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Title: Application of analytical techniques for the study of metal-based anticancer complexes
Author: McQuitty, Ruth J.
Awarding Body: University of Warwick
Current Institution: University of Warwick
Date of Award: 2013
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Transition metal coordination complexes show great promise as novel therapeutic agents with new mechanisms of action, but their characterisation, and identification of their target sites present significant challenges. In this thesis a variety of new analytical methods is explored for the study of platinum, ruthenium, osmium and iridium anticancer complexes. High performance liquid chromatography (HPLC) was used to determine the relative hydrophobicity of a series of photoactivatable Pt(IV) diazido complexes of the general type trans,trans,trans-[Pt(N3)2(OH)2(R)(F11]. Interestingly the hydrophobicities did not follow trends based on literature Log P values of individual ligands and did not correlate with the cellular uptake or antiproliferative activity of the drugs. Other factors such as the quantum yield of the complex, and the type of DNA adducts appear to be more important for their efficacy. Chromatography and high-resolution mass spectrometry were used to study the formation of platinum adducts on DNA when the most active complex trans,trans,trans-[Pt(N3)2(OH)2(PYridine)2], 8 was irradiated in the presence of short single strand oligonucleotides 14 bases in length. Complex 8 was found to bind to the oligonucleotides as a {Pt(pyridine)2}2+ adduct. Modifying the wavelength of activation from UVA to 420 nm had no effect on the type of adduct formed, but the higher energy irradiation achieved maximum levels of DNA platination more quickly. Changing the sequence of the oligonucleotide suggested that the photoactivated form of 8 does not favour the formation of the 1,2-(GpG) bisadduct formed by cisplatin and other clinically approved platinum based drugs, but may form 1,3-(GpNpG) or 1,3-(ApNpG) adducts, as is the case with other trans-platinum complexes. Chiral chromatography using cellulose- and amylose-based stationary phases successfully separated the enantiomers of a series of organometallic 'piano stool' anticancer complexes. This appears to be the first successful separation of facially chiral Ru(II) arene complexes, the enantiomers of which were stable in solution for over 3 h. In contrast, separated cyclopentadienyl WI) complexes with chiral metal centres epimerized within 2 h in solution at ambient temperature. Under similar conditions the enantiomers of the Os(II) arene complex [Os(n6-p-cym)(4-(2-pyridylazo)-N,N-dimethylaniline)Ir remained stable, as did those of the ruthenium-based complex [Ru(9,10- diydrophenanthrene)(en)C1r. It was shown that it is possible to separate the diasteriomers of [Ru(t)6-para-cymene)(iminopyridine)I], that can also be resolved by crystallisationtechniques, and hence, decrease the time required to separate the enantiomers. This work will therefore allow exploration of the biological properties of some of these enantiomers A novel technique for the rapid irradiation and detection of light¬senstive species was developed. Photonic crystal fibers (PCFs) were coupled to a mass spectrometer using HPLC tubing and fittings. This continuous flow method of analysis was validated using the photaquation of cyanocobalamin. The PCF system was compared to the conventional cuvette-based approach. No significant difference in the species detected by MS could be found, but the PCF system had the advantage of requiring 20 times less sample (25 pL), and only 15 min of irradiation compared to 10 h by conventional methods. The new PCF-MS system was then used to study the interaction of the photoactivateable ruthenium-based drug [{(e-indan)RuC1}201-2,3-dPa2+ with a range of small molecules that acted as models for intracellular components, e.g. 5'GMP for DNA. The nucleobase binding properties were consistent with those previously reported with plasmid DNA by Magennis et al: a small amount of binding took place in the dark in view of the aquation of the mondentate leaving groups but this dramatically increased upon photoactivation and loss of the arene ligands. The complex was also found to bind to glutathione (GSH), which is known to detoxify metal-based drugs, an observation possibly explaining its poor anticancer activity.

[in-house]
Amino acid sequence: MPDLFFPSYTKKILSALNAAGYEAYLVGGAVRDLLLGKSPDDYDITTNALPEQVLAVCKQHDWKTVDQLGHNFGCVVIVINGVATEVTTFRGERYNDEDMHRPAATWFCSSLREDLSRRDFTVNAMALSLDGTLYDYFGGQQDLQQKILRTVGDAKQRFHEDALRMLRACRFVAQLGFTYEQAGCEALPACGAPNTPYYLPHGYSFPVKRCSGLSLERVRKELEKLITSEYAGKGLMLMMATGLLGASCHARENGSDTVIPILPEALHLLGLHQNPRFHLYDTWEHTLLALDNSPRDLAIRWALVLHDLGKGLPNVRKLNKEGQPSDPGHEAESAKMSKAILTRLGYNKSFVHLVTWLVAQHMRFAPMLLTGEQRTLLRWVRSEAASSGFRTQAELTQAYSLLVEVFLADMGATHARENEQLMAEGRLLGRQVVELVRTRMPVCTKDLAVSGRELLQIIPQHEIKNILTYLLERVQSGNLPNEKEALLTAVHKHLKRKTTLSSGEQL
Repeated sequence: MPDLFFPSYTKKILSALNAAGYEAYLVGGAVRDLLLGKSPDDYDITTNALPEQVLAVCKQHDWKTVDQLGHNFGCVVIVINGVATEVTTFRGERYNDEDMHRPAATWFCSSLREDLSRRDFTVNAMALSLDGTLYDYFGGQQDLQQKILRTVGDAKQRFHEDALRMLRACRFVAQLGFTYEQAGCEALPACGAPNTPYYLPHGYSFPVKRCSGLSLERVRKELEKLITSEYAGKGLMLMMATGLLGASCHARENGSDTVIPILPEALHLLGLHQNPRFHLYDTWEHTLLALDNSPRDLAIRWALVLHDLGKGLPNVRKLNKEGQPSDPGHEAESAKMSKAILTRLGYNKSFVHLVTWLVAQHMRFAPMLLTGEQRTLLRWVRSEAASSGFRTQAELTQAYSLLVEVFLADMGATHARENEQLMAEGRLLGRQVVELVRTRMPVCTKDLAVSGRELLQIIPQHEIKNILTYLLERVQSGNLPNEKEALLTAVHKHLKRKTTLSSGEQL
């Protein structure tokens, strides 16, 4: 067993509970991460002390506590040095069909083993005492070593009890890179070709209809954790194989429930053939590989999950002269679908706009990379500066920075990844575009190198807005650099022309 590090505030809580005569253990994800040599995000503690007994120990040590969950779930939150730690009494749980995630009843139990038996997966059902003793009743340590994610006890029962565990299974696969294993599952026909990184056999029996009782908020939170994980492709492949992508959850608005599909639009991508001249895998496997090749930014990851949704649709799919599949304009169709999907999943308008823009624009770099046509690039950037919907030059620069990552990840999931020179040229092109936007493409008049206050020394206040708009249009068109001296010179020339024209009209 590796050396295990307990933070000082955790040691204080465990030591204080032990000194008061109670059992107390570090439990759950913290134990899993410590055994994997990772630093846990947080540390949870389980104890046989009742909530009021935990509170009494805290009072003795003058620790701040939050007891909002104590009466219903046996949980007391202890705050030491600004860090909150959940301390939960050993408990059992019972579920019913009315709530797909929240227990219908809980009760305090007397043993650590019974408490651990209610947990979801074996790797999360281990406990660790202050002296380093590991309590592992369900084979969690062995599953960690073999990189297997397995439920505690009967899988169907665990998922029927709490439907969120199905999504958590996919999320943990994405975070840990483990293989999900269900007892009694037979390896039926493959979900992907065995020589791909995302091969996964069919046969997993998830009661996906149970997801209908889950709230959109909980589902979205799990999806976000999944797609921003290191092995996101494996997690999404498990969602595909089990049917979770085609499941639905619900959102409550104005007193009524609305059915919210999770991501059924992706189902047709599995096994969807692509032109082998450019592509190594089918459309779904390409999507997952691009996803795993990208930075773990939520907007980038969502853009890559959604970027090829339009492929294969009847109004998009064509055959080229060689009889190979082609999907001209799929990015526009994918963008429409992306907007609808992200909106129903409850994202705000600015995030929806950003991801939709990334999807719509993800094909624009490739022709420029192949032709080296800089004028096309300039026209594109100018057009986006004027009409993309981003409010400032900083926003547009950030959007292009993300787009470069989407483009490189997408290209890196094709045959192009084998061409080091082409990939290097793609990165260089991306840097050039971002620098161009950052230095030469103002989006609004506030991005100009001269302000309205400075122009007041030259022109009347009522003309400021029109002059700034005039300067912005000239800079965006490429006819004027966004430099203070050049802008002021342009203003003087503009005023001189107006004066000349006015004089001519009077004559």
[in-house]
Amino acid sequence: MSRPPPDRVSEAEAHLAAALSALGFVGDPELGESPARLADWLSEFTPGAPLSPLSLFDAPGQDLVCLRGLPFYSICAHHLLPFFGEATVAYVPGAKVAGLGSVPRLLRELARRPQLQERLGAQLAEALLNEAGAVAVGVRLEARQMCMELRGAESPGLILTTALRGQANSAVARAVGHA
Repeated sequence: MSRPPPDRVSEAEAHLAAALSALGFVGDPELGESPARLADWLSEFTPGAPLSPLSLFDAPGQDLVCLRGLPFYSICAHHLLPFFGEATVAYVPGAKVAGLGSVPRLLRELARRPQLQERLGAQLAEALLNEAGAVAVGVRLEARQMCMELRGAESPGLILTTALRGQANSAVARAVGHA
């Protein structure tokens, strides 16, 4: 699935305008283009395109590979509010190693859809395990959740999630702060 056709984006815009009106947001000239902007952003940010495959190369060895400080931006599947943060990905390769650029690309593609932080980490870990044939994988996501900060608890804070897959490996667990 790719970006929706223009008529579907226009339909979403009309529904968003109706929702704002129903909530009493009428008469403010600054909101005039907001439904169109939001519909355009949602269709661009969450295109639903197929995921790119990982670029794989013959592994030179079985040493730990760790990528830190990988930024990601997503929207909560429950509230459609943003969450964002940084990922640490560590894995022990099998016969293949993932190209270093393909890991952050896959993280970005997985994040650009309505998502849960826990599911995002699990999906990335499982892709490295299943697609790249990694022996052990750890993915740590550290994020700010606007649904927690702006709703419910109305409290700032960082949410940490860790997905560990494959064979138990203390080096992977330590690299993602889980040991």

Supervisor: Not available Sponsor: Not available
Qualification Name: Thesis (Ph.D.) Qualification Level: Doctoral
EThOS ID:  DOI: Not available
Keywords: RS Pharmacy and materia medica